George S said...

The Wright-Phillips case might argue something rather more relative and much more common. The question then is Why is X worth more than me? We value ourselves by our position among others like ourselves. I don't get as much thrill out of being published by magazines as I used to. Simply having a new book is not the landmark it was. When I am asked to do a reading with other people and the question of the fee is raised I often say Pay me what you pay the others. (I mean 'as little as', as well as 'as much as').

I imagine footballers are much the same. An international footballer will compare himself with other international footballers, a member of a team with another member of the team. This constitutes one common idea of 'fairness'.

I really don't think money as an absolute value makes very much difference to performance to the individual. It does to the team if one - say Robinho at Manchester City - was being paid far far more. Even then it wouldn't make the others perform worse - though, in the long run, it might corrode team spirit.

I wouldn't read less well for £200 if I knew Carol Ann, top of the bill, was getting £600 or more. I suppose I could ask for £300 or even in £400 (but I don't). I'd notice it and expect it but the fact that I am getting £200 for reading for twenty minutes doesn't register for much. (It comes down to the Ruskin-Whistler question and answer in the end.)

That doesn't mean I don't resent it if I feel someone is actually exploiting my unwillingness to ask for more - if they had the money to spend.

Darn complicated. The fact is I cannot value myself in any absolute way so I have to put up with others' valuation in a relativist market in which there are, in any case, many more issues than the elusive notion of quality to consider.

The fans' point of view is different. We have paid for a show by apparently - or so we are told - the best so put on a show like the best. Back to the Glasgow Empire.

That is pretty normal too.

Poet in Residence said...

Black and silver balls
and no more golden goals,
but fashionable boots
of an unsuitable hue
studded, of course,
with a ruby or two.
Cos they'll pay me
what I'm wuff!
That's life.
It's tuff.

Poet in Residence said...

Re the football poem:
I should add, for the record, that Tuff boots were a reasonably priced popular brand of reliable boots, sold almost everywhere in England, and worn by honest working men (and others).

George S said...

You could never leave your club in
The days of honest greasy Dubbin,
nor dance on flittering fancy feet
when plastered over in Deep Heat
(or stink out the whole firmament
with jock-straps soaked in linament)...
But sure as hell you knew your stuff
When pounding over turf in Tuff.

Chorus:
Golden bollocks, golden boots,
Alice bands and sharp grey suits.
Hey nonny-no, whip-crack-away!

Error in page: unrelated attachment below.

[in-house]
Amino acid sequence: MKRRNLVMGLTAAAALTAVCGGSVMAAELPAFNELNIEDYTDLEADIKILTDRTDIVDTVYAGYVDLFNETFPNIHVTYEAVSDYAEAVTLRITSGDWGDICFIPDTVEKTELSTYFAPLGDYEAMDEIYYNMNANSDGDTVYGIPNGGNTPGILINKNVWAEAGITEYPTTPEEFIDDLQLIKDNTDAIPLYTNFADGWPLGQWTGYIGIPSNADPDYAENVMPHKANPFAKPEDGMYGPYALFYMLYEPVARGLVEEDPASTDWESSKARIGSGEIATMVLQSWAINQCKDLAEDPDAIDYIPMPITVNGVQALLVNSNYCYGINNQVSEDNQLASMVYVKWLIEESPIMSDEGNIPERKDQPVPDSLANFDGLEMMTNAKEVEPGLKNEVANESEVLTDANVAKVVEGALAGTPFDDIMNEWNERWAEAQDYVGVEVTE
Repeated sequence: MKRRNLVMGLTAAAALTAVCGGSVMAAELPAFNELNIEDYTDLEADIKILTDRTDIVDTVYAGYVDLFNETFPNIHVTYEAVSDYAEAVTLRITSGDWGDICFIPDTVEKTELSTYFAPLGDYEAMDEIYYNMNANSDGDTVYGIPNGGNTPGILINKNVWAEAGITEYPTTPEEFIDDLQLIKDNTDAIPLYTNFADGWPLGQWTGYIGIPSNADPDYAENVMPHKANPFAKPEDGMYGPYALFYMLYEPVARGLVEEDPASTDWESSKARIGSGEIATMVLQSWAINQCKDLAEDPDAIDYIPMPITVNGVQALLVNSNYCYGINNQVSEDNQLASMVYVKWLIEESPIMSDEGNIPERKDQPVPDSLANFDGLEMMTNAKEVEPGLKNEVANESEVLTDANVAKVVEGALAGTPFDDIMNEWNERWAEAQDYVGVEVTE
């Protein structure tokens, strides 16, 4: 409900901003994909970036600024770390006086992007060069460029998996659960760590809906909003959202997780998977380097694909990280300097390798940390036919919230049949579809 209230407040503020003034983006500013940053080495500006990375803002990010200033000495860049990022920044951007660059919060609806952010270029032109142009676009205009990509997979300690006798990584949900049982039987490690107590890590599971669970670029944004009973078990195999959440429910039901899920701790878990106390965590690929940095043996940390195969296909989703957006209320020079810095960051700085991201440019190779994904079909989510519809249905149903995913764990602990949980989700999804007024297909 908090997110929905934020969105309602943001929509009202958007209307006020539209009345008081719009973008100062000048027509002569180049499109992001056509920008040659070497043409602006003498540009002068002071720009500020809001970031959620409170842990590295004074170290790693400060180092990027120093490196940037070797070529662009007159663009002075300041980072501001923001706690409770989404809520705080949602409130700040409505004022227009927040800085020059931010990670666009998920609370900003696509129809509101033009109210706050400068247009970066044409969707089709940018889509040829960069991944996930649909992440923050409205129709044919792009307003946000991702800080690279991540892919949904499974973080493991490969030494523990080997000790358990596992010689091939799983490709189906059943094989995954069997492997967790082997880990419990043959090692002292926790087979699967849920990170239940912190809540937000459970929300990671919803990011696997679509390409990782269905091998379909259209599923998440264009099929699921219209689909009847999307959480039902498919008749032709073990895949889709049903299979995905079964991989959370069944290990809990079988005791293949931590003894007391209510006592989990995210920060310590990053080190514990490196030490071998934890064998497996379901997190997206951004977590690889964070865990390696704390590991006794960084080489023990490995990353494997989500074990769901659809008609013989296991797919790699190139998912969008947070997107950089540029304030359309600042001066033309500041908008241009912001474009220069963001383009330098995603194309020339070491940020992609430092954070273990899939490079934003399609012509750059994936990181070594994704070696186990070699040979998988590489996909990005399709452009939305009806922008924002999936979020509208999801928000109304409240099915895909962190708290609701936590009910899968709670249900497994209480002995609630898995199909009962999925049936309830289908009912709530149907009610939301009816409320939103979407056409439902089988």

I wish we were back in yesterday!

Stephen F said...

The squad are giving their match fees away to charity for this World Cup.

Perhaps if they were allowed to keep them...


*



On Tuff shoes, I heard the story that they were put out of business by the Bangladeshi community in the east end because they were worn 24 hours a day : as one man came in from his shift another woke up, swapped beds and also shoes. Tuffs came with a twelve month money back guarantee on the soles which, under these conditions, was constantly being claimed back. I don't know whether it's true or not (and certainly strikes me as an apocraphil), but I've always liked to believe* in it for the image of The Shoes That Never Sleep.

* Belief, that's what's missing from Engerland. I think the boys might not get through.

Poet in Residence said...

Stephen,
heard a similar story about Tuff shoes only it was the Pakistanis of Blackburn who managed wear them out. I can't see it myself for they mostly wear sandals and drive taxis.

Poet in Residence said...

Well here it is, today's the 'doordie' day.

I'll stick my neck out like one of George's hares and predict England to start with Crouch (Rooney on the bench). They'll then win and go through along with the USA.

George S said...

They win with Rooney in - and I must say they played well. Properly well. If I hadn't been so anxious about them letting in a stupid goal I would have enjoyed it. England looked like a normal team, a rather good team in fact, though without any convincingly world-class players (though they have them on occasion) - and missing chances.

Stephen F said...

The belief was back, and now I am starting to think Fabio has a master plan:

1 Finish second in the group so that you can
2 Lay the ghost of Germany so that you can
3 Lay the ghost of the Hand of God
4 Win a semi on penalties
5 Carry the Trophy Home after the traditional shaky Italian start.

Su!